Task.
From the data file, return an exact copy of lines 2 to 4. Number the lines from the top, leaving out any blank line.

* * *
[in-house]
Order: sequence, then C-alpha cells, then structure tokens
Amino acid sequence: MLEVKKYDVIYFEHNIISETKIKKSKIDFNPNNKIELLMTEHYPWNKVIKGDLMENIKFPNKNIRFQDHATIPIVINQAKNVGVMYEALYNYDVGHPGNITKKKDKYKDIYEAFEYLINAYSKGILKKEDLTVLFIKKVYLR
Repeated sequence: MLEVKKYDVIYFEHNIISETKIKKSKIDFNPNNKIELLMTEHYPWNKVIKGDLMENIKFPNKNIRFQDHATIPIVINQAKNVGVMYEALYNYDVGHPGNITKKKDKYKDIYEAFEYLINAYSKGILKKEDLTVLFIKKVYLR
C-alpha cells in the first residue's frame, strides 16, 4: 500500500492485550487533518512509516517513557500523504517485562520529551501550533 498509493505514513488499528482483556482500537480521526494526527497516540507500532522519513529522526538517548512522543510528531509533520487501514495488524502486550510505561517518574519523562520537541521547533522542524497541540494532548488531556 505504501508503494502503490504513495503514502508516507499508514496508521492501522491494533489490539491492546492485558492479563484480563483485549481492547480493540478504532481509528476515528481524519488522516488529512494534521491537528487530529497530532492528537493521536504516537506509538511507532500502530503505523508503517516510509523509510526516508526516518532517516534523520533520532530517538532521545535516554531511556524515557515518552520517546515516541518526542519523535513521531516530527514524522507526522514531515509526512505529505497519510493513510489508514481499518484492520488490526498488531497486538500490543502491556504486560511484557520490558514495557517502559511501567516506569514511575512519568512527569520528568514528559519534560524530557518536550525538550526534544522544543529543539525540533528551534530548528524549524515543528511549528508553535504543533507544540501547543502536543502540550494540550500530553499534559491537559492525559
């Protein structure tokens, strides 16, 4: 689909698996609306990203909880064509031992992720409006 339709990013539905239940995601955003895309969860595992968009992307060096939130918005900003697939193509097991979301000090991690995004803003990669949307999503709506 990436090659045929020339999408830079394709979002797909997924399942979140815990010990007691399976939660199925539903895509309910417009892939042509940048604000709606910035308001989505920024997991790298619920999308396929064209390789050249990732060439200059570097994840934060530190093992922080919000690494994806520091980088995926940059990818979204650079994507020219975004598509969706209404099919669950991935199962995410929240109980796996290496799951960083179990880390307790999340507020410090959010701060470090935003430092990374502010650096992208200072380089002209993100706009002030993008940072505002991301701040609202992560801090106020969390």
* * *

Order: sequence, then C-alpha cells, then structure tokens
Amino acid sequence: MLEVKKYDVIYFEHNIISETKIKKSKIDFNPNNKIELLMTEHYPWNKVIKGDLMENIKFPNKNIRFQDHATIPIVINQAKNVGVMYEALYNYDVGHPGNITKKKDKYKDIYEAFEYLINAYSKGILKKEDLTVLFIKKVYLR
Repeated sequence: MLEVKKYDVIYFEHNIISETKIKKSKIDFNPNNKIELLMTEHYPWNKVIKGDLMENIKFPNKNIRFQDHATIPIVINQAKNVGVMYEALYNYDVGHPGNITKKKDKYKDIYEAFEYLINAYSKGILKKEDLTVLFIKKVYLR